Composer James Humberstone during the creative development sessions at the Sydney Conservatorium of Music, December 2017 (Image: Ryley Gillen)

Of course, there is also The Weight of Light’s composer, James Humberstone. James’s output is influenced by his research background in experimental music, and his interest in composing for children and community ensembles. Born in London, Humberstone migrated to Australia in 1997 after completing a degree in composition at the University of Exeter. His honours thesis was on the music of Howard Skempton, with whom Humberstone studied briefly after graduating. Humberstone has often cited Skempton as his greatest influence. By combining postgraduate studies in composition and experimental music with education qualifications and an 11-year residency at Sydney’s MLC School, Humberstone developed an approach to combining new and challenging music for children with a pedagogical approach, and continued to extend his experimental research and practice. He also combined knowledge about technology gained through nearly a decade at Sibelius Software with his compositional and education experience, and has become a leading authority in this field, publishing and regularly speaking at conferences internationally. In 2013 Humberstone completed his PhD and joined the faculty at the Sydney Conservatorium of Music, where he remains as a tenured senior lecturer. Today he works in the fields of composition, music education and technology research, as well as experimental music.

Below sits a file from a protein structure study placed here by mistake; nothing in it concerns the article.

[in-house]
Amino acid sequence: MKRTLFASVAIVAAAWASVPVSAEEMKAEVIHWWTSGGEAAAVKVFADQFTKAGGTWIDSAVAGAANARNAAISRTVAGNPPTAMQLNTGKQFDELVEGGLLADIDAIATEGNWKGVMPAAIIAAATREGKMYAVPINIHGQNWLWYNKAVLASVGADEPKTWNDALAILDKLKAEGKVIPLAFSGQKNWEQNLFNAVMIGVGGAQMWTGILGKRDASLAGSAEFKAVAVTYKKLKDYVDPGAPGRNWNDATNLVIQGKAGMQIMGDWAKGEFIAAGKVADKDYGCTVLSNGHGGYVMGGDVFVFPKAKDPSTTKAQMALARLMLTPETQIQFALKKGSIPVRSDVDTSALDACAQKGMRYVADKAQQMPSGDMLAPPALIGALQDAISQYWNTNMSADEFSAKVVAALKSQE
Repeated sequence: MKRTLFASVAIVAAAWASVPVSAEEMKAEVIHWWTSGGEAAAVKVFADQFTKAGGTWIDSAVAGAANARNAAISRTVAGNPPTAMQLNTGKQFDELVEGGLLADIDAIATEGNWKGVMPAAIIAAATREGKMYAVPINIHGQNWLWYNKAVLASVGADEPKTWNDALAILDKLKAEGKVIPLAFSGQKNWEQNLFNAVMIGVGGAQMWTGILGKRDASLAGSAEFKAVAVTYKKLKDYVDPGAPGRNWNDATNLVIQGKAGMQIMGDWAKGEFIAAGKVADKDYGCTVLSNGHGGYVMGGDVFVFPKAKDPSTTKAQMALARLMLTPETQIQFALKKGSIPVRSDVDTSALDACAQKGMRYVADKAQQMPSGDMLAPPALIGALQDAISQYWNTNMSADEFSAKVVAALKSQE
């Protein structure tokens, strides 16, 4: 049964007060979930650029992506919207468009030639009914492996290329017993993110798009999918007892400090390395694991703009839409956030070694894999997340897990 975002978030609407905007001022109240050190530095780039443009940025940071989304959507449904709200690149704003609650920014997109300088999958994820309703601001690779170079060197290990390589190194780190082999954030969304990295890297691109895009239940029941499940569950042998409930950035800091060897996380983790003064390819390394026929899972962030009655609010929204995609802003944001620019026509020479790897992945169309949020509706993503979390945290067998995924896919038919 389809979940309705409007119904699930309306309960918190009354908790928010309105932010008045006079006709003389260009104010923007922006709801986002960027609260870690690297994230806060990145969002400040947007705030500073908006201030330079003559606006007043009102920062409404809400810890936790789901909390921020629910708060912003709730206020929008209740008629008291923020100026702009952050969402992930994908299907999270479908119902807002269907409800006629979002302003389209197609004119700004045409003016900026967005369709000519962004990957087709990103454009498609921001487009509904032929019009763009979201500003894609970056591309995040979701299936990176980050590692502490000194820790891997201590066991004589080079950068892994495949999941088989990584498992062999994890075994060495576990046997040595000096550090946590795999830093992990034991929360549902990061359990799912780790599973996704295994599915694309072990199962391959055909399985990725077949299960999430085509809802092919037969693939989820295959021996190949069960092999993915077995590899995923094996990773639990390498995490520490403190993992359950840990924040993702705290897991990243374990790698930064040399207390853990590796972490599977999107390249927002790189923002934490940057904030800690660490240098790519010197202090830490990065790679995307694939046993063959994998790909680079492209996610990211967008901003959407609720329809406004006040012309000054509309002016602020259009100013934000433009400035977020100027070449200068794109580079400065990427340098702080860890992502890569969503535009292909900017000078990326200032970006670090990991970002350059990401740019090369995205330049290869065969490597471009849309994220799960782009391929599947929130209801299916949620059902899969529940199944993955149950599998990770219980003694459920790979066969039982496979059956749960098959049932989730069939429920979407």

Director Caroline Stacey (Image courtesty of Canberra City News)

Last but by no means least, the director of The Weight of Light is Caroline Stacey. Caroline is currently Artistic Director/CEO of The Street Theatre, Canberra’s creative hub for professional and independent artists. In 2012 Caroline received the Canberra Artist of the Year Award for her outstanding contribution to theatre and the performing arts. Other awards include: ACT International Women’s Day Award for her contribution to the performing arts in the ACT (2011), ABAF Margaret Lawrence Bequest Scholarship (2010), and the MEAA ACT Green Room Award for leadership in the cultural sector (2009). Caroline has a Master of Theatre Arts and BA in Sociology and English. Caroline has been nominated for Green Room Awards many times (including MO’s Madame Butterfly) and is the recipient of Canberra Critics Circle and Victorian Music Theatre Awards. Other creative roles include:  Artistic Director Castlemaine State Festival, VIC; Artistic Director Melba Festival; lecturer VCA Opera School; Cultural Planning and Development Manager Knox City Council; National Artistic Directorate member of ChamberMade; board member Rotary Puccini Foundation Awards, and Artistic Director of Outback Youth Theatre, NSW. Caroline has an extensive career as a stage director of theatre and opera. Opera/music theatre credits include: Love & the Art of War (Sydney Opera House), L’Orfeo (Queensland Music Festival), Pimpinone (West Australian Opera); The English Eccentrics, L’enfant et les sortilèges (Melbourne Festival); Lakme (Canterbury Opera); Madame Butterfly, The Magic Flute (Melbourne Opera); Medea (Adelaide Symphony Orchestra); The Tender Land, The Man Who Mistook His Wife for a Hat, Albert Herring, Nelson (Operalive); The Happy Prince (Victorian Opera), Rusalka, L’amour des Trois Oranges (VCA), Jacques Brel is Alive and Well and Living in Paris, Dido and Aeneas, Medea, The Jade Harp, The Six Memos, Albert Herring, and From a Black Sky (The Street).

So that’s the calibre of a team that’s required to bring a song cycle to the stage. Extraordinary, don’t you think?

It would be terrific to see you at one of the shows.

Now, to the bath with a glass of whiskey…